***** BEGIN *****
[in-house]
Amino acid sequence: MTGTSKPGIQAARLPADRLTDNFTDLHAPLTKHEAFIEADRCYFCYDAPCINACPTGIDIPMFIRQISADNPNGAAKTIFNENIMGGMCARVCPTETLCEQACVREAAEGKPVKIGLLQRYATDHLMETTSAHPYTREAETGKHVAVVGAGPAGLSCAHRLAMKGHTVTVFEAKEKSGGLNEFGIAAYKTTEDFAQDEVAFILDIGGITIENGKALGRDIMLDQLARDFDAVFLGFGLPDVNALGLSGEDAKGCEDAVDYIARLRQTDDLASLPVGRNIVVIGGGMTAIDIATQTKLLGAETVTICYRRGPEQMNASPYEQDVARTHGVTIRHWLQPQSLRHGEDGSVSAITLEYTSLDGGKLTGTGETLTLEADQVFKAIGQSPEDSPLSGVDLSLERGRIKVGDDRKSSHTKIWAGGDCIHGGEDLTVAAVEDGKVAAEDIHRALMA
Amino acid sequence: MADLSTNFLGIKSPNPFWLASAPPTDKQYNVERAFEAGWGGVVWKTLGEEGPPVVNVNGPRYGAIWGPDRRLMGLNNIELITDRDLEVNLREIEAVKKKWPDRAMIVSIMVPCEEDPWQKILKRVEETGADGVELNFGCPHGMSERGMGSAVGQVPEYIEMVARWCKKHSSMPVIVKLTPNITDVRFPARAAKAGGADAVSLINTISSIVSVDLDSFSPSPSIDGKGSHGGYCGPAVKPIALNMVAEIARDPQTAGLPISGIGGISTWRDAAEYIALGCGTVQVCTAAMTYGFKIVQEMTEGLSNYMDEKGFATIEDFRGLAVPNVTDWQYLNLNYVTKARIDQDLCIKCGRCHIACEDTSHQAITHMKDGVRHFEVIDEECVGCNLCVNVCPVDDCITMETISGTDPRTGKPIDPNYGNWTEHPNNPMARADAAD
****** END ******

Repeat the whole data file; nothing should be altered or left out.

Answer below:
[in-house]
Amino acid sequence: MTGTSKPGIQAARLPADRLTDNFTDLHAPLTKHEAFIEADRCYFCYDAPCINACPTGIDIPMFIRQISADNPNGAAKTIFNENIMGGMCARVCPTETLCEQACVREAAEGKPVKIGLLQRYATDHLMETTSAHPYTREAETGKHVAVVGAGPAGLSCAHRLAMKGHTVTVFEAKEKSGGLNEFGIAAYKTTEDFAQDEVAFILDIGGITIENGKALGRDIMLDQLARDFDAVFLGFGLPDVNALGLSGEDAKGCEDAVDYIARLRQTDDLASLPVGRNIVVIGGGMTAIDIATQTKLLGAETVTICYRRGPEQMNASPYEQDVARTHGVTIRHWLQPQSLRHGEDGSVSAITLEYTSLDGGKLTGTGETLTLEADQVFKAIGQSPEDSPLSGVDLSLERGRIKVGDDRKSSHTKIWAGGDCIHGGEDLTVAAVEDGKVAAEDIHRALMA
Amino acid sequence: MADLSTNFLGIKSPNPFWLASAPPTDKQYNVERAFEAGWGGVVWKTLGEEGPPVVNVNGPRYGAIWGPDRRLMGLNNIELITDRDLEVNLREIEAVKKKWPDRAMIVSIMVPCEEDPWQKILKRVEETGADGVELNFGCPHGMSERGMGSAVGQVPEYIEMVARWCKKHSSMPVIVKLTPNITDVRFPARAAKAGGADAVSLINTISSIVSVDLDSFSPSPSIDGKGSHGGYCGPAVKPIALNMVAEIARDPQTAGLPISGIGGISTWRDAAEYIALGCGTVQVCTAAMTYGFKIVQEMTEGLSNYMDEKGFATIEDFRGLAVPNVTDWQYLNLNYVTKARIDQDLCIKCGRCHIACEDTSHQAITHMKDGVRHFEVIDEECVGCNLCVNVCPVDDCITMETISGTDPRTGKPIDPNYGNWTEHPNNPMARADAAD